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Wednesday, Mar 29, 2017

* I have a ton of personal errands to run this afternoon, so blogging could be light. Talk amongst yourselves, but try to keep it Illinois-centric and be nice to each other. Thanks!

- Posted by Rich Miller   29 Comments      


An Illinois beverage tax would cut jobs and raise costs on working families

Wednesday, Mar 29, 2017

[The following is a paid advertisement.]

Last year, the City of Philadelphia passed a beverage tax similar to a tax plan introduced in the Illinois General Assembly this year. The negative effects of the tax have been devastating for employees and the economy. Layoffs, cuts in employee hours, depressed revenue and massive price increase have consumers and small businesses outraged.

Illinois lawmakers should reject new beverage taxes and protect hard-working men and women, small businesses and family budgets. Philadelphia sales are off by up to 50% as people have fled to the suburbs to do their shopping and escape the tax. That not only hurts restaurants and grocery stores, it dramatically increases prices for families.

If similar sales declines as those seen in Philadelphia occur here in Illinois, it could mean more than 19,000 lost Illinois jobs, $875 million in lost wages and nearly $1.6 billion in lost economic activity. Oppose the beverage tax – learn more at www.NoILBeverageTax.com.

- Posted by Advertising Department   Comments Off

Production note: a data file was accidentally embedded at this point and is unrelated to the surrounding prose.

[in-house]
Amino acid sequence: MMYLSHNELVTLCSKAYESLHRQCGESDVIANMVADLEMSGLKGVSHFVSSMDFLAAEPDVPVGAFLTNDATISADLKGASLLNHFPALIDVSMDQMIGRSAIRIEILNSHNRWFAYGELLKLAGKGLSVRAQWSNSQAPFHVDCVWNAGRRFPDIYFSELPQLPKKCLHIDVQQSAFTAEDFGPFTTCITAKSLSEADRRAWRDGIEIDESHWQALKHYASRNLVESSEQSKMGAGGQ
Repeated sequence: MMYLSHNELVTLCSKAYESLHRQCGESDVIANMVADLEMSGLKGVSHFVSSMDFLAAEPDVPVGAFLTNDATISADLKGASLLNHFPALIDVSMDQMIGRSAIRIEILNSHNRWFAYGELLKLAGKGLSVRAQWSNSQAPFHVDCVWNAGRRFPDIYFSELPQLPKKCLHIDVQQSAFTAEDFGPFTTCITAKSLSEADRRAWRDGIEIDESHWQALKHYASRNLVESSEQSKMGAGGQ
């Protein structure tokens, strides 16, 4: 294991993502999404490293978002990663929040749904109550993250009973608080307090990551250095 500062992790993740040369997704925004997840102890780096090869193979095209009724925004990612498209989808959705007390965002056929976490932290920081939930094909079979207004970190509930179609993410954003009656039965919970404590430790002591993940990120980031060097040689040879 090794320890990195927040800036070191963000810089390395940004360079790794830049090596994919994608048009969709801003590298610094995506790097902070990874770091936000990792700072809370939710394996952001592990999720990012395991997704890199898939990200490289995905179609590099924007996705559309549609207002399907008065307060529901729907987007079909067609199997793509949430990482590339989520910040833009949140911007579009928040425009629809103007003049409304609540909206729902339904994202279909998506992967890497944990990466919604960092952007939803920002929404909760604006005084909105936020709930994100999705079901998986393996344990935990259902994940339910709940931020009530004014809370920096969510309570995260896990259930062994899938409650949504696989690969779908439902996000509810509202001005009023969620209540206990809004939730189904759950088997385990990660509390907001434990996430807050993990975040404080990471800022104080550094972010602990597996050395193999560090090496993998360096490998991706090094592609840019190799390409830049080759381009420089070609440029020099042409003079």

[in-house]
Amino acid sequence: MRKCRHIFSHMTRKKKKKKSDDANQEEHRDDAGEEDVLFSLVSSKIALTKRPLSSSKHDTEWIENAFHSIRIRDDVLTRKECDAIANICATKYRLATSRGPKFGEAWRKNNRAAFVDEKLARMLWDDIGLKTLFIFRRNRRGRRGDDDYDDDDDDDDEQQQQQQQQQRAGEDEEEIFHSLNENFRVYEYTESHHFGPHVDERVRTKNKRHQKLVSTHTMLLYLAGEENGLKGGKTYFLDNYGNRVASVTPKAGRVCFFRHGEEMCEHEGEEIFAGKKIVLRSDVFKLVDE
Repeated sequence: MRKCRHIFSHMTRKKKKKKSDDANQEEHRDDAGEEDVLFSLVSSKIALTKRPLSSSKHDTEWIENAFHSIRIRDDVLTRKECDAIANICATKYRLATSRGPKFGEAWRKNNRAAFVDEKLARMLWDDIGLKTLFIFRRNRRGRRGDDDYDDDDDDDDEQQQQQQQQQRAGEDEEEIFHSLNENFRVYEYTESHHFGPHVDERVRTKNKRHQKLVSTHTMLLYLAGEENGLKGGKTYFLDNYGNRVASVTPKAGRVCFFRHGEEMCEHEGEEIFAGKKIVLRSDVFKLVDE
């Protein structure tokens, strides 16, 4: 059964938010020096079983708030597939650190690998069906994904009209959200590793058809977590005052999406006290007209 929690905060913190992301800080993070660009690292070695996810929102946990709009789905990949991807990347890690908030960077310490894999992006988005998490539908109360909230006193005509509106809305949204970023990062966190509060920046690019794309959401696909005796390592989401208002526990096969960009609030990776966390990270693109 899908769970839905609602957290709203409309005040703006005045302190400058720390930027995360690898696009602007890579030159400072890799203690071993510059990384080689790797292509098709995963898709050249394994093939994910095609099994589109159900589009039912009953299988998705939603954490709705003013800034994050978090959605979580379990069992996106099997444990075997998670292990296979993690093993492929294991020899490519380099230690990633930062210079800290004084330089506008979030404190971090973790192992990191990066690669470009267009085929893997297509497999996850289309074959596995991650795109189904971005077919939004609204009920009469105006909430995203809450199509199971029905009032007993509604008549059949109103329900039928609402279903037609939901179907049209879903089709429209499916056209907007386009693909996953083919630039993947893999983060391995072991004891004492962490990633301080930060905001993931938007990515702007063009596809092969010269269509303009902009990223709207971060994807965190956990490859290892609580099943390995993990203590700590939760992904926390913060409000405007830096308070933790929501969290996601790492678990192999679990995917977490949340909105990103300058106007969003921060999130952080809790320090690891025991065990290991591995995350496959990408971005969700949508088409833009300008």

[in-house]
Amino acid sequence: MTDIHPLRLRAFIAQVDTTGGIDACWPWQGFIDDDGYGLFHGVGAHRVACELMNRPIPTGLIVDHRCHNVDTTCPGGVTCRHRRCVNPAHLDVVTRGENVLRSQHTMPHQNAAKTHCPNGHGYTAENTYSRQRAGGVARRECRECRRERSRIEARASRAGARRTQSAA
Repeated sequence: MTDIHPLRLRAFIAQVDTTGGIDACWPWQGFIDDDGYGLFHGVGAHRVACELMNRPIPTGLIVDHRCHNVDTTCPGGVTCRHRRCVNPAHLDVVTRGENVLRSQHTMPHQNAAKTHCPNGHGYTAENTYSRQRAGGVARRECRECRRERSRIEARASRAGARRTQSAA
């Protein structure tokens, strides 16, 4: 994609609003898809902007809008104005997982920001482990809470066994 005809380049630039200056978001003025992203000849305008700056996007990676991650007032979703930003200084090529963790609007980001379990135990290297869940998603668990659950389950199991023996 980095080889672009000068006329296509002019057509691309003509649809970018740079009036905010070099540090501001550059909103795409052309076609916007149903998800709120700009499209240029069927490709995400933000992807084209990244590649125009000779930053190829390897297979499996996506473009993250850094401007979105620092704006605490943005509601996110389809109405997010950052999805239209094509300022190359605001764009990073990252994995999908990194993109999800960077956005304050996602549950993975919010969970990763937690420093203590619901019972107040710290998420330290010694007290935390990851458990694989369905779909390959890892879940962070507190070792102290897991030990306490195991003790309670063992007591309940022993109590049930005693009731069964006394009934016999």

Question of the day

Wednesday, Mar 29, 2017

* Earlier today, some Democratic legislators announced a new set of policies that they hope their party and voters will support. From their new website

Priority Legislation: SJRCA 1 — Amends the Illinois Constitution to allow us to tax billionaires at a higher rate than janitors.

Principles

    * Big corporations shouldn’t get huge tax breaks from the state that aren’t available to small businesses

    * Stock market income shouldn’t be taxed at a vastly lower rate than income from working a job

    * The highest earners should pay more than working people and the poor to stabilize our budget

    * We should expand the Earned Income Tax Credit to support low-income working families

Emphasis added because I thought stock market income was taxed in Illinois like all income.

* So, I asked for clarification…

Yes, but it’s taxed at a vastly lower rate at the federal government, so we propose raising the rate in Illinois somewhat to bring it closer to parity.

* The Question: Do you support raising the state’s personal income tax rate on investment income? Click here to take the poll and then explain your answer in comments, please.

- Posted by Rich Miller   64 Comments      


It’s just a bill

Wednesday, Mar 29, 2017

* Press release

Illinois requires less accountability be a gun dealer than a dog groomer, Senator Don Harmon said Tuesday while defending a commonsense proposal to license gun dealers at the state level in an effort to curb Chicago violence.

Harmon’s Senate Bill 1657 would allow Illinois to license gun dealers and encourage better business practices while holding corrupt dealers accountable as authorities try to get a handle on the violence epidemic that continues to plague Chicago neighborhoods. Gun dealers also must be licensed by federal authorities.

The proposal passed out of the Senate’s Judiciary Committee Tuesday in a 7-5 vote after a great deal of debate about whose responsibility it is to monitor gun dealers and find solutions to gun violence.

“Gun violence in Chicago is a huge problem. For people to sit around in the Capitol and say, ‘Let someone else take care of it and enforce the laws on the books,’ is incredibly frustrating,” said Harmon, an Oak Park Democrat. “Twenty-six other states license gun dealers. This is not breaking new ground. It’s a modest proposal. It’s harder to be a dog groomer or a hair stylist in Illinois.”